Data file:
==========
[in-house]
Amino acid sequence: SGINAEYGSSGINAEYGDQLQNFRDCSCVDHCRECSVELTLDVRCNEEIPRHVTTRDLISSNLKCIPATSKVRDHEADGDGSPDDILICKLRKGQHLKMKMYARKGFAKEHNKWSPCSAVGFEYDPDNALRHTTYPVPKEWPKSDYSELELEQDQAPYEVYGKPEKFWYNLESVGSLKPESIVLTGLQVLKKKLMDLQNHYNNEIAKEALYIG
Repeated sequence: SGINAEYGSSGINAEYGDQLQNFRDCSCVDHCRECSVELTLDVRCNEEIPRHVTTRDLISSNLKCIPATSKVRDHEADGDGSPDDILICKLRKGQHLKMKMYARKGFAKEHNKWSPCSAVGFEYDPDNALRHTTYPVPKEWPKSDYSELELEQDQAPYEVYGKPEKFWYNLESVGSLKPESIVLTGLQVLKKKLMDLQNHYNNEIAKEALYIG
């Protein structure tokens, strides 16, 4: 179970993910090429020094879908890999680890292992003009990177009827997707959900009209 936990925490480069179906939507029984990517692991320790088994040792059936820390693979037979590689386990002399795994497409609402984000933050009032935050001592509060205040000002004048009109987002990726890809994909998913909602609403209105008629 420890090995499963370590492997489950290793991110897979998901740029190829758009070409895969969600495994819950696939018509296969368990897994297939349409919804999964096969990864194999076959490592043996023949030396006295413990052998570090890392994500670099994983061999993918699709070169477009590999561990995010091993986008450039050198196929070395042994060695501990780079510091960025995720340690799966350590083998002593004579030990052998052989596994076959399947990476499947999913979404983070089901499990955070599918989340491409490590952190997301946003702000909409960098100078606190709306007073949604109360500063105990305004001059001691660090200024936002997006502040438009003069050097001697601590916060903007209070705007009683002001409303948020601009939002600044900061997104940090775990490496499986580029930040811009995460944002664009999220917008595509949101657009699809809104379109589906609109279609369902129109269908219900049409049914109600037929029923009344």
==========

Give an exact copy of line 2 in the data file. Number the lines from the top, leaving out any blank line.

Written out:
Amino acid sequence: SGINAEYGSSGINAEYGDQLQNFRDCSCVDHCRECSVELTLDVRCNEEIPRHVTTRDLISSNLKCIPATSKVRDHEADGDGSPDDILICKLRKGQHLKMKMYARKGFAKEHNKWSPCSAVGFEYDPDNALRHTTYPVPKEWPKSDYSELELEQDQAPYEVYGKPEKFWYNLESVGSLKPESIVLTGLQVLKKKLMDLQNHYNNEIAKEALYIG